Quick question about initializing arrays in C

Discussion in 'Mac Programming' started by mac2x, Oct 5, 2010.

  1. macrumors 65816

    Joined:
    Sep 19, 2009
    #1
    Hi all,

    Quick question:

    Is this a correct way to initialize all elements of an array to zero?

    Code:
    double name[ size ] = {0.0}
    My instructor said that this works, but gcc does not like it, and returns an error. And in fact, everything I have read in books and on the 'net states that this shortcut is not available in C.

    This fellow teaches C++ and Java as well, so maybe it's a mix-up?

    Thanks!
     
  2. macrumors 6502a

    Joined:
    May 10, 2009
    Location:
    Des Moines, WA
    #2
    That would work in 'C++' but not 'C'.
     
  3. thread starter macrumors 65816

    Joined:
    Sep 19, 2009
    #3
    Thanks!
     
  4. macrumors 603

    Joined:
    Aug 9, 2009
    #4
    The correct answer is: It depends on the nature of 'size'.

    If size is a compile-time constant, it works fine in C:
    Code:
    #include <stdio.h>
    
    #define size 10
    
    int main (int argc, const char * argv[]) 
    {
    	double name[ size ] = {0.0};
    	
    	printf( "sizeof name: %d \n", sizeof(name) );
    
        return 0;
    }
    
    Note that size can be any defined value, including a calculation, as long as it's an expression that is a compile-time constant.

    If size is a const int, however, then it doesn't work in C:
    Code:
    #include <stdio.h>
    
    const int size = 23;
    
    int main (int argc, const char * argv[]) 
    {
    	double name[ size ] = {0.0};
    	
    	printf( "sizeof name: %d \n", sizeof(name) );
    
        return 0;
    }
    
    Error message:
    Code:
    init.c:7: error: variable-sized object may not be initialized
    
    I think this shows one of the problems with posting too little code and no actual error messages: context has to be guessed at in order to answer the question.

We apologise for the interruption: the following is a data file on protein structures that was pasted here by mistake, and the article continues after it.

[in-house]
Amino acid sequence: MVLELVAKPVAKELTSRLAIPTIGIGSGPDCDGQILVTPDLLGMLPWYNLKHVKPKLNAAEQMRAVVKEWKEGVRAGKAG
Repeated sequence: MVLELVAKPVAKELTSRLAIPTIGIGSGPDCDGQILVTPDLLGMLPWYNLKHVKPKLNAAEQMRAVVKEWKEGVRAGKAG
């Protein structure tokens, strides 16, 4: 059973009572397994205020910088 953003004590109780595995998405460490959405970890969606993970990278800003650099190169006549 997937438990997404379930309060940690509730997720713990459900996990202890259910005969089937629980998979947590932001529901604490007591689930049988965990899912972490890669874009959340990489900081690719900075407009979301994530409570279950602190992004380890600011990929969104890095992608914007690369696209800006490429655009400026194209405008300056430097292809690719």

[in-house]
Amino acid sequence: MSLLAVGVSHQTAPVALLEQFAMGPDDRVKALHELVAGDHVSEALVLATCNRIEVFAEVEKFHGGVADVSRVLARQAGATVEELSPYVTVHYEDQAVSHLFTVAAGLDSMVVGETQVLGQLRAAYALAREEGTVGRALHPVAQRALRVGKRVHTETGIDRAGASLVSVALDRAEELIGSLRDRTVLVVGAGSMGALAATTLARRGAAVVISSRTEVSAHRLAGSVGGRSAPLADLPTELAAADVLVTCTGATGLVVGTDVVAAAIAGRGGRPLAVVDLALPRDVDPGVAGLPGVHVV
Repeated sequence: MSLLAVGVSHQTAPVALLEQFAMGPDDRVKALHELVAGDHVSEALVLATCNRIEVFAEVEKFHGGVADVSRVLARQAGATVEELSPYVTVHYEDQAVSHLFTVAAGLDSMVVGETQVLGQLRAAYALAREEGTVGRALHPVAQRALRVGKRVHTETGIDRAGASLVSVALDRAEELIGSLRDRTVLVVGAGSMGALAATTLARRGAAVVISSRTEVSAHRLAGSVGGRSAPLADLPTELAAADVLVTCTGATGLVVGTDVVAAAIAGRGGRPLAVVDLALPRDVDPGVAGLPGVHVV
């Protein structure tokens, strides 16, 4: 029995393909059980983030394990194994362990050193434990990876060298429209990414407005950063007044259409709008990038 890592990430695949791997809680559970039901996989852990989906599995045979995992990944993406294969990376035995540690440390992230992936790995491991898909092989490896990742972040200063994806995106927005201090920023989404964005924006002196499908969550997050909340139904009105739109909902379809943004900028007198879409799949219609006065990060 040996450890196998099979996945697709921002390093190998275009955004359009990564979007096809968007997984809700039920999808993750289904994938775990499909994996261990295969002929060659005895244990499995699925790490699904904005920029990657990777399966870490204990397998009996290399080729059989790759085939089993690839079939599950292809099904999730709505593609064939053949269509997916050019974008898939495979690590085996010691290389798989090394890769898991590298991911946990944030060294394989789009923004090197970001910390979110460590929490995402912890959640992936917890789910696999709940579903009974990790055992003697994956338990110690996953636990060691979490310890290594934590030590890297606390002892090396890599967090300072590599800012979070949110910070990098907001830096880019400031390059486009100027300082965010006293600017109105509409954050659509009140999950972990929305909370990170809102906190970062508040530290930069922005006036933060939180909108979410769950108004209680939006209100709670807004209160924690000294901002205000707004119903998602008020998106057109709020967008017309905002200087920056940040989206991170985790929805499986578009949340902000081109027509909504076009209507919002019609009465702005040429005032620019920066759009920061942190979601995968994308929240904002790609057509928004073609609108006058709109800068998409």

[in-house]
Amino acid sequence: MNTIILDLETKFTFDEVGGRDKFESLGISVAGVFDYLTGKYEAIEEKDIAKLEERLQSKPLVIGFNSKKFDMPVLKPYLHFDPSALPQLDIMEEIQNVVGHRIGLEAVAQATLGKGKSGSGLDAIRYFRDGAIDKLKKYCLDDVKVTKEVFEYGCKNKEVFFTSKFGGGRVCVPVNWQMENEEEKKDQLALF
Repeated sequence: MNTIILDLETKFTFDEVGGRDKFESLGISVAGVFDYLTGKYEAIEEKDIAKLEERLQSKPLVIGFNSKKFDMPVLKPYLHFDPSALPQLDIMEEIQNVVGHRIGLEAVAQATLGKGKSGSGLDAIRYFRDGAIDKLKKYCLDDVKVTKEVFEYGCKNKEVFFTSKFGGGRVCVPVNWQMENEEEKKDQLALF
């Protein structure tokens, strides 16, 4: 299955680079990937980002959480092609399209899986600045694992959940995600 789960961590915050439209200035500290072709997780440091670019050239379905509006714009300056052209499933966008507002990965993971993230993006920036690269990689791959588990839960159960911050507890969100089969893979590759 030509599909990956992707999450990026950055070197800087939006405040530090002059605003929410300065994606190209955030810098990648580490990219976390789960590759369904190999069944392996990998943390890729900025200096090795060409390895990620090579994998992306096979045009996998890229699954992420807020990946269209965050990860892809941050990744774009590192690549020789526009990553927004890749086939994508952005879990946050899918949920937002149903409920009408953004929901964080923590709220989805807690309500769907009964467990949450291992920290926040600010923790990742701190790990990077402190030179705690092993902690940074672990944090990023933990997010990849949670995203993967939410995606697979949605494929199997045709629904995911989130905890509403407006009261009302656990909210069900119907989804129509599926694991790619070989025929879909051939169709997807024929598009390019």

5. thread starter macrumors 65816

    Joined:
    Sep 19, 2009
    #5
    Thanks for the explanation. I actually didn't have any code to post as I have had very little problem with my latest assignment after clearing up a few things early on. I actually rewrote it extensively to use arrays, since we just covered that. :D

    Just wondering about this; but sorry I didn't provide deeper context.

    But, one learns something every day!
     
  6. thread starter macrumors 65816

    Joined:
    Sep 19, 2009
    #6
    Checked with instructor today. This works in C too (and I tested it):

    Code:
    double name[100] = {0.0};
     
  7. macrumors 68040

    lee1210

    Joined:
    Jan 10, 2005
    Location:
    Dallas, TX
    #7
    That falls under "compile-time constant".

    -Lee
     
  8. macrumors G5

    gnasher729

    Joined:
    Nov 25, 2005
    #8
    What is "size"?
    Where is the declaration?
    What error?
    What shortcut are you talking about?

    Did your instructor ever tell you that when you ask questions, you have to say _very precisely_ what you are asking, because slightly different questions could have very different answers, and we can't guess what you mean?


    Slight change, and it works in both C and C++:

    Code:
    enum { size = 23 };
    
     
  9. macrumors 68030

    jared_kipe

    Joined:
    Dec 8, 2003
    Location:
    Seattle
    #9
    calloc() should zero out the memory it reserves, so in the future when you need to make variable sized arrays try to remember that.

    You can also use bzero() (*deprecated*) and memset() to zero out some memory.
     

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